Wednesday, 13 May 2020

Fin-to-tail: How restaurants are reducing waste in this latest trend

Crumbed Spencer Gulf Tommy Ruff Horseradish Gremolata Wild Fennel Mayonnaise
A dish of crumbed Spencer Gulf Tommy Ruff, horseradish gremolata and wild fennel mayonnaise from Saint Peter. Photo credit: Joshua Niland

Fin-to-tail dining has long been practised in Asia, where fish heads, livers and even eyeballs are considered delicacies in many cultures. But the concept, which entails eating just about each and every part of the fish, is relatively unheard of in the West – at least till now. 

Enter Lyon’s Seafood & Wine Bar, a new North London restaurant that champions the fin-to-tail approach. Here, head chef Talia Prince utilises underused cuts and offal in dishes such as charcoal-grilled fish belly skewers with soy and ginger, and miso hake collars with seaweed mayo.

Lyon’s joins a small but growing list of fin-to-tail restaurants outside of Asia. Among its fish dishes, Michelin-starred Elkano, near Bilbao in Spain, serves up kokotxas (cod throats) three ways: grilled, confit and al pil pil (in a traditional Basque sauce of olive oil, garlic and chilli).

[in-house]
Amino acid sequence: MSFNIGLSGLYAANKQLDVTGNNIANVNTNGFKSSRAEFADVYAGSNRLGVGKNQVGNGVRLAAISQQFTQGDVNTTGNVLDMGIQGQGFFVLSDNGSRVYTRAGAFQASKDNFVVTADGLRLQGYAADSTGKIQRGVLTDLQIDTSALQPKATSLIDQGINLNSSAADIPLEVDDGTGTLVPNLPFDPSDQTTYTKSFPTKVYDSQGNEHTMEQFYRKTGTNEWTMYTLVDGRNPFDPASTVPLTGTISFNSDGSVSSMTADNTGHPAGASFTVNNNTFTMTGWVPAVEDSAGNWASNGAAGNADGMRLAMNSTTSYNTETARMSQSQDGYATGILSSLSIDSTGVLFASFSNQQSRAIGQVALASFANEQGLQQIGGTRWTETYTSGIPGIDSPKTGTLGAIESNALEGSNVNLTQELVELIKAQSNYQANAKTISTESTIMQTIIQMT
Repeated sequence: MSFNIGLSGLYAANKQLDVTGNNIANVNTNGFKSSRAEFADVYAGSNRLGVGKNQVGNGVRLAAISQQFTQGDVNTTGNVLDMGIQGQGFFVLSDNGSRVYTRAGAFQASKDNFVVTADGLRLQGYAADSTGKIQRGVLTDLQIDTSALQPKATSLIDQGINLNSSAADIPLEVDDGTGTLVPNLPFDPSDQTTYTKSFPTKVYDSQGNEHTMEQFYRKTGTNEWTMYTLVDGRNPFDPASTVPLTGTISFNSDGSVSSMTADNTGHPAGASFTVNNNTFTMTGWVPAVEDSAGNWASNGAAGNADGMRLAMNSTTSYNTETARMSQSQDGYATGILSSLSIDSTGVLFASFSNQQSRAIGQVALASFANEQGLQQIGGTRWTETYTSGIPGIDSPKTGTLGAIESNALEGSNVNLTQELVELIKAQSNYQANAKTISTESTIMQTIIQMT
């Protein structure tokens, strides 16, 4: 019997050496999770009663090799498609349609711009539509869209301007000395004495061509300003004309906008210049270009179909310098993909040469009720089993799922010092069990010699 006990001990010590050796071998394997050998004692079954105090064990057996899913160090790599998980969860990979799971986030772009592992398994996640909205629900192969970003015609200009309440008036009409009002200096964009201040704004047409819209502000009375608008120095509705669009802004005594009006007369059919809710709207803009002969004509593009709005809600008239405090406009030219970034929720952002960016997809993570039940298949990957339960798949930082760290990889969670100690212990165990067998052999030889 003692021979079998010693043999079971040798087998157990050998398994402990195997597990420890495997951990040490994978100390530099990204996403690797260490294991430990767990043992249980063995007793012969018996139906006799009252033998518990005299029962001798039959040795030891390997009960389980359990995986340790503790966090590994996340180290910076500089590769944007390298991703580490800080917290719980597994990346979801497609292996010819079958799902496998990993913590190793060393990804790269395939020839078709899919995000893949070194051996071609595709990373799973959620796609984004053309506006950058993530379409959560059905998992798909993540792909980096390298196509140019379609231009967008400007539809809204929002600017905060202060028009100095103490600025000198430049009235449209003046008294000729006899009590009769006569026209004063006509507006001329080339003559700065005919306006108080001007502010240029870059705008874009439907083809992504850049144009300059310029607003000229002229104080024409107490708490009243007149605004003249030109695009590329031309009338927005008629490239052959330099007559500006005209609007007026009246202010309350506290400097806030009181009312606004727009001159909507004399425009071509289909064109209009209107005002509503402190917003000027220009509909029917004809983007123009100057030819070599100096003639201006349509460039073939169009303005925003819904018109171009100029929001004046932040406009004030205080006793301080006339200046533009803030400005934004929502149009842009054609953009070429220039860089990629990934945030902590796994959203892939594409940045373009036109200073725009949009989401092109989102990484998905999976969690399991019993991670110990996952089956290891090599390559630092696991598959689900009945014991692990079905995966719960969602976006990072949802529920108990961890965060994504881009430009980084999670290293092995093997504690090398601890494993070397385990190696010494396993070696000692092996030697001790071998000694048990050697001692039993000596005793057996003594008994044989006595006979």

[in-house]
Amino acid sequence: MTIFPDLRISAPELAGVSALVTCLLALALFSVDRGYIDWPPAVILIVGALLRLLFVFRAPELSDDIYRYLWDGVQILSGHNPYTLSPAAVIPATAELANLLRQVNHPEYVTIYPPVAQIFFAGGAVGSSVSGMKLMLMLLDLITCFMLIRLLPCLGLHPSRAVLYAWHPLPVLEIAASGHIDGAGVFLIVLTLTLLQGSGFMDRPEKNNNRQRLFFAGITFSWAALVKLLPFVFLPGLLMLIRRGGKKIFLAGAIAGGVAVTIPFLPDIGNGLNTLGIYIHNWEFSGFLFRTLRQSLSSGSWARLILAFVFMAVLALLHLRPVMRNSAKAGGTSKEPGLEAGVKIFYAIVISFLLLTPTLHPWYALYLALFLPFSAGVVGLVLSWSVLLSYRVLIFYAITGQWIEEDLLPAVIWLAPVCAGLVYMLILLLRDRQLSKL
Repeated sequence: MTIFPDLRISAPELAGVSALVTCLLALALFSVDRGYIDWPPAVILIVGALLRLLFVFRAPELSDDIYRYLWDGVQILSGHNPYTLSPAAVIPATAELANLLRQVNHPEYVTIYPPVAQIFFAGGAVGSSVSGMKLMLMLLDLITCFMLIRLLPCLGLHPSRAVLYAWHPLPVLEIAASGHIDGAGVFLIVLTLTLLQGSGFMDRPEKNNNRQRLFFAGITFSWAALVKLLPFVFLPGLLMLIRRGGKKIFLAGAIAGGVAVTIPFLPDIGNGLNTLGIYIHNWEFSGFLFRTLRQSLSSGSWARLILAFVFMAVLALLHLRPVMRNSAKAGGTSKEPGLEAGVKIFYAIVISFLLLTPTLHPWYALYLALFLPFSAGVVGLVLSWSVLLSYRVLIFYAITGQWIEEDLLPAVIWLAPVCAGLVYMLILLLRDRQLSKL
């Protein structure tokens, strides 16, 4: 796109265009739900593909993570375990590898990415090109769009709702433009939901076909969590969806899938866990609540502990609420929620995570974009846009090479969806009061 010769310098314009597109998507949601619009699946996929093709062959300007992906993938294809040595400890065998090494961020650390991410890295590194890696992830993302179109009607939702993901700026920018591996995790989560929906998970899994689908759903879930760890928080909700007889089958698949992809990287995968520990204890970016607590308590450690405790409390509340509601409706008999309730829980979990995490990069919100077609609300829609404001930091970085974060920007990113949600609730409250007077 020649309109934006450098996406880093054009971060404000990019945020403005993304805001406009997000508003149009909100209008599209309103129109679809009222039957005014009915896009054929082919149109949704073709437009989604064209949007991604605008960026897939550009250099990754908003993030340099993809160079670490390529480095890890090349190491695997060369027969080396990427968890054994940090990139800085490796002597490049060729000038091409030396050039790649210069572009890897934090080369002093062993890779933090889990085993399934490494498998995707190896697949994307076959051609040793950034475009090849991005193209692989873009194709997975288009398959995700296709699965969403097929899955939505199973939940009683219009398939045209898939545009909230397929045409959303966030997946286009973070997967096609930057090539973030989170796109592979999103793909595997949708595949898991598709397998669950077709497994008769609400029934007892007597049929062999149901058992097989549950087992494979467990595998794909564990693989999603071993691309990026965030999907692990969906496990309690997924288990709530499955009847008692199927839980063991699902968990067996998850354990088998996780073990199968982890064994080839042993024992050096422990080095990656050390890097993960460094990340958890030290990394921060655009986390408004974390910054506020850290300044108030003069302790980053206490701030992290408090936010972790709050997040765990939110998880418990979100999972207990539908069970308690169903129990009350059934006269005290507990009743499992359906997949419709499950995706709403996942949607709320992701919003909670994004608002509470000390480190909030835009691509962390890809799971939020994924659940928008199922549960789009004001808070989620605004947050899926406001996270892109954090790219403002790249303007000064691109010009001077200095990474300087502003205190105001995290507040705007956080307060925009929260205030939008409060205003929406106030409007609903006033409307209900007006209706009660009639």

And at Saint Peter in Sydney, an award-winning seafood restaurant helmed by talented young Aussie chef Josh Niland, dishes such as barbecue Murrumbidgee Murray cod head, and Terrigal wild king fish stomach on an XO crumpet steal the show.

Southerleigh food trend fin-to-tail
Southerleigh’s fried snapper throats

It’s not just seafood restaurants getting in on the trend. In San Antonio (located three hours from Houston), Texan restaurant and microbrewery Southerleigh is renowned for its fried snapper throats, served with a Creole mustard remoulade. 

The question ultimately is: will diners be hooked?

SEE ALSO: For a unique meal, try modern indigenous cuisine

This article was originally published in the April 2020 issue of SilverKris magazine

The post Fin-to-tail: How restaurants are reducing waste in this latest trend appeared first on SilverKris.

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